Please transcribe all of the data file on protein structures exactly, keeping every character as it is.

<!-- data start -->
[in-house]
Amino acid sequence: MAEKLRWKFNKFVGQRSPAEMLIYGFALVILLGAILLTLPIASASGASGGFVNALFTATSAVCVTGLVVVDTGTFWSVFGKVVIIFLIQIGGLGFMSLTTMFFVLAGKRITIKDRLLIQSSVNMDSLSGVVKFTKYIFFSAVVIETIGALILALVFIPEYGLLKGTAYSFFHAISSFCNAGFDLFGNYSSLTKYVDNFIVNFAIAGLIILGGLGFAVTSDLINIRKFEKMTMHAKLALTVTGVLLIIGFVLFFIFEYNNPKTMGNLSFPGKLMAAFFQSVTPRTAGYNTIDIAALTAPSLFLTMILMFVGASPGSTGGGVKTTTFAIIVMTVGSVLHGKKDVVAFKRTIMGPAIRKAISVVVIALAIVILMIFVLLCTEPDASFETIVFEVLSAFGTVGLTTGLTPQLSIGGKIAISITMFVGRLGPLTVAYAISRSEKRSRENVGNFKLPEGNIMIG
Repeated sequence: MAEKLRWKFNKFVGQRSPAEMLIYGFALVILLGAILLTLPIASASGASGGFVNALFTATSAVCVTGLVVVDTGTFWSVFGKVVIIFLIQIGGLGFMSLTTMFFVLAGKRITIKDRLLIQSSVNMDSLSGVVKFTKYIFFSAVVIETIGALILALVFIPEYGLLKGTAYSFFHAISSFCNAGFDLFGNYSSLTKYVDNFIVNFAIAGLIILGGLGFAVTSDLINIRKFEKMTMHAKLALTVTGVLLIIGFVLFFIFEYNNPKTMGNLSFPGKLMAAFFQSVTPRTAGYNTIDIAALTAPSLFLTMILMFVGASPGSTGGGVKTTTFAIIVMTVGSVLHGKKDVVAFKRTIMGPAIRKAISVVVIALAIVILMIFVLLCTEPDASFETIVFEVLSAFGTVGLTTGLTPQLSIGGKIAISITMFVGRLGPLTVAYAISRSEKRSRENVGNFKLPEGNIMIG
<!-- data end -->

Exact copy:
[in-house]
Amino acid sequence: MAEKLRWKFNKFVGQRSPAEMLIYGFALVILLGAILLTLPIASASGASGGFVNALFTATSAVCVTGLVVVDTGTFWSVFGKVVIIFLIQIGGLGFMSLTTMFFVLAGKRITIKDRLLIQSSVNMDSLSGVVKFTKYIFFSAVVIETIGALILALVFIPEYGLLKGTAYSFFHAISSFCNAGFDLFGNYSSLTKYVDNFIVNFAIAGLIILGGLGFAVTSDLINIRKFEKMTMHAKLALTVTGVLLIIGFVLFFIFEYNNPKTMGNLSFPGKLMAAFFQSVTPRTAGYNTIDIAALTAPSLFLTMILMFVGASPGSTGGGVKTTTFAIIVMTVGSVLHGKKDVVAFKRTIMGPAIRKAISVVVIALAIVILMIFVLLCTEPDASFETIVFEVLSAFGTVGLTTGLTPQLSIGGKIAISITMFVGRLGPLTVAYAISRSEKRSRENVGNFKLPEGNIMIG
Repeated sequence: MAEKLRWKFNKFVGQRSPAEMLIYGFALVILLGAILLTLPIASASGASGGFVNALFTATSAVCVTGLVVVDTGTFWSVFGKVVIIFLIQIGGLGFMSLTTMFFVLAGKRITIKDRLLIQSSVNMDSLSGVVKFTKYIFFSAVVIETIGALILALVFIPEYGLLKGTAYSFFHAISSFCNAGFDLFGNYSSLTKYVDNFIVNFAIAGLIILGGLGFAVTSDLINIRKFEKMTMHAKLALTVTGVLLIIGFVLFFIFEYNNPKTMGNLSFPGKLMAAFFQSVTPRTAGYNTIDIAALTAPSLFLTMILMFVGASPGSTGGGVKTTTFAIIVMTVGSVLHGKKDVVAFKRTIMGPAIRKAISVVVIALAIVILMIFVLLCTEPDASFETIVFEVLSAFGTVGLTTGLTPQLSIGGKIAISITMFVGRLGPLTVAYAISRSEKRSRENVGNFKLPEGNIMIG